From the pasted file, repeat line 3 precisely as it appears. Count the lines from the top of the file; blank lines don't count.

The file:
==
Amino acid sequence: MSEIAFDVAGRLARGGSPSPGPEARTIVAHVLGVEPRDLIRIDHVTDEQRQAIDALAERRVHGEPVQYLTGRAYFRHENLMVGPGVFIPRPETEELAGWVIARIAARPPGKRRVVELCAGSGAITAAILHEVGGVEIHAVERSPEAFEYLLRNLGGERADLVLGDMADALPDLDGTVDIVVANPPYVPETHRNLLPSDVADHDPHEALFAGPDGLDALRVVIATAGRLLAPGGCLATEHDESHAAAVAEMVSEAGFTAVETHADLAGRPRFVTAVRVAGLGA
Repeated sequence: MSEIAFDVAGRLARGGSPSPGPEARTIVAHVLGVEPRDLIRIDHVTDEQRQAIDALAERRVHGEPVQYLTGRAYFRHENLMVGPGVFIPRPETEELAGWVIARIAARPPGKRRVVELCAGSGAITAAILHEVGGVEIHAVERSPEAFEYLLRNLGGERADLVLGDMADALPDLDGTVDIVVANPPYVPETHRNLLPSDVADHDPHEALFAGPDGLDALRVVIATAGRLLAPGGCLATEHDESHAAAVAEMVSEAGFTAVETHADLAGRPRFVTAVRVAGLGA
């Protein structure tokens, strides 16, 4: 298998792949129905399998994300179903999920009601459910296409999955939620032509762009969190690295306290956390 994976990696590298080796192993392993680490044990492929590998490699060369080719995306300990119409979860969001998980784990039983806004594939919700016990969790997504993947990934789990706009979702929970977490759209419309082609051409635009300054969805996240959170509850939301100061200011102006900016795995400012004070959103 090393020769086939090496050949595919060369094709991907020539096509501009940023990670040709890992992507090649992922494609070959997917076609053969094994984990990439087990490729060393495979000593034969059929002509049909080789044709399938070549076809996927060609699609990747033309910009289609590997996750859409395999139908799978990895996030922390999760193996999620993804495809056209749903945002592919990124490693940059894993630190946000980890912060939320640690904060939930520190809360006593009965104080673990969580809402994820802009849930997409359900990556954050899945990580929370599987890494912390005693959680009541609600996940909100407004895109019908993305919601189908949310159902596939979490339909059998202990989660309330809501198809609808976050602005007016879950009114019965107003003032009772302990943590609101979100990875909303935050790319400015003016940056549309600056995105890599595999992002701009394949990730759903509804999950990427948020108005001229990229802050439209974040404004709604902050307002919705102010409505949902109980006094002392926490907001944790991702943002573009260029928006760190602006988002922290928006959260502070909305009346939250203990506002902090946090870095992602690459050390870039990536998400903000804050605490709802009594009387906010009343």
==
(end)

């Protein structure tokens, strides 16, 4: 298998792949129905399998994300179903999920009601459910296409999955939620032509762009969190690295306290956390 994976990696590298080796192993392993680490044990492929590998490699060369080719995306300990119409979860969001998980784990039983806004594939919700016990969790997504993947990934789990706009979702929970977490759209419309082609051409635009300054969805996240959170509850939301100061200011102006900016795995400012004070959103 090393020769086939090496050949595919060369094709991907020539096509501009940023990670040709890992992507090649992922494609070959997917076609053969094994984990990439087990490729060393495979000593034969059929002509049909080789044709399938070549076809996927060609699609990747033309910009289609590997996750859409395999139908799978990895996030922390999760193996999620993804495809056209749903945002592919990124490693940059894993630190946000980890912060939320640690904060939930520190809360006593009965104080673990969580809402994820802009849930997409359900990556954050899945990580929370599987890494912390005693959680009541609600996940909100407004895109019908993305919601189908949310159902596939979490339909059998202990989660309330809501198809609808976050602005007016879950009114019965107003003032009772302990943590609101979100990875909303935050790319400015003016940056549309600056995105890599595999992002701009394949990730759903509804999950990427948020108005001229990229802050439209974040404004709604902050307002919705102010409505949902109980006094002392926490907001944790991702943002573009260029928006760190602006988002922290928006959260502070909305009346939250203990506002902090946090870095992602690459050390870039990536998400903000804050605490709802009594009387906010009343």